Solomon and Balkis, or, The Butterfly that Stamped
Music by Randall Thompson Libretto by the composer adapted from the Just So Stories of Rudyard Kipling
About Solomon and Balkis
Thompson's Solomon and Balkis was written to be performed either on the radio or the stage.
Cast of Characters
Solomon,son of David, king of Israel,bar
Balkis,Queen of Sheba,ms or c
The Butterfly's Wife,s
Queens of Abyssinia, Etheopia, Mesopotamia, Persia, India, China, etc., representing the nine hundred and ninety-nine wives of Solomon
In his palace garden, Solomon, walking with his favorite wife, Balkis, worries about the trouble his other wives are causing him. Balkis urges him to use his magical ring to demonstrate his power to them. Solomon does not want to use his ring to show off, and is afraid that he would be humiliated as he was once before when he tried to use his magic out of pride. He resigns himself to his domestic troubles. Solomon sits down to rest, and Balkis hides nearby to watch over him.
Solomon and Balkis both witness a butterfly, arguing with his wife. The butterfly tries to impress her by saying that his magic powers are so great that he could make Solomon's palace and its gardens disappear by stamping his foot. Solomon, overhearing, is amused by the insect's presumption; he asks him why he told such a lie. The butterfly confesses that he only said it to quiet his wife, who has been quarelling with him all morning.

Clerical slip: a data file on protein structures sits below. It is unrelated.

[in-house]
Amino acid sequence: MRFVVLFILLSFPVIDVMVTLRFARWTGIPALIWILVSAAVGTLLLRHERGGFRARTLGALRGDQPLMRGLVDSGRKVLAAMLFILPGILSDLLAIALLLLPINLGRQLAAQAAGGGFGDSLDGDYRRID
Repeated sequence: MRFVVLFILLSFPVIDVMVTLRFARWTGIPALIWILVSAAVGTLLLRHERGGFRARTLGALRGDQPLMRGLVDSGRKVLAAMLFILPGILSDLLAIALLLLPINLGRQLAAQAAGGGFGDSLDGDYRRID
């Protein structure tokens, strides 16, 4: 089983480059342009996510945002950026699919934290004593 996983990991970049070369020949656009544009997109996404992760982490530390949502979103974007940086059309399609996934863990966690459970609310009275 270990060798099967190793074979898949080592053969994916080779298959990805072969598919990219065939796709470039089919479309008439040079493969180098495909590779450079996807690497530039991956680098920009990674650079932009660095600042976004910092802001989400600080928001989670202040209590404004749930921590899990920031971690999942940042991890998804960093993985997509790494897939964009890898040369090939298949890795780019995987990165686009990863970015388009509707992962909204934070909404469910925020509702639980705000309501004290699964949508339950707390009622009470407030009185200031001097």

Balkis has an idea on restoring Solomon's domestic tranquility. She calls the butterfly's wife over. The insect admits she does not believe her husband, but lets him think she does for the sake of peace. Balkis convinces her to put her husband's powers to the test. She and her husband begin to argue again, and she challenges him to stamp. The butterfly runs to Solomon, and he, as a joke, uses his ring to summon four djinns; he tells them to take away his palace and gardens when the butterfly stamps, and to bring them back again when he stamps a second time. The butterfly does so, and his wife, suitably impressed, promises not to doubt him again.
Solomon is so overcome with laughter at this development that he does not notice the arrival of the other queens. Balkis tells them that Solomon has done this to teach a lesson in obedience to a butterfly's wife; the other wives do not believe her at first, but convinced by the sight of Solomon talking to the insect couple. The wives, realizing how much they have vexed Solomon, leave nervously. Balkis explains what has happened to Solomon; since he used his power as a joke and not out of pride, he has escaped humiliation. Solomon is amazed at the wisdom of his wife.
World premiere (broadcast) WABC Radio and affiliates March 29, 1942 Balkis: Mona Paulee Solomon: John Gurney Butterfly: Carlo Corelli Butterfly's Wife: Nadine Conner Egyptian Queen: Eileen Farrell Columbia Concert Orchestra and Chorus Howard Barlow, conductor (Broadcast from 1:35 to 2:30 PM)
Stage premiere Lowell Dining Hall, Harvard University, Cambridge, Massachusetts April 14, 1942 Balkis: M. Willoughby Todd Solomon: Robert Soule Butterfly: Philip Stolar Butterfly's Wife: Marjorie Rice Egyptian Queen: Audrey Y. Dennison Harvard Orchestra Radcliffe Choral Society Malcolm W. Holmes, conductor S. Leonard Kent, stage director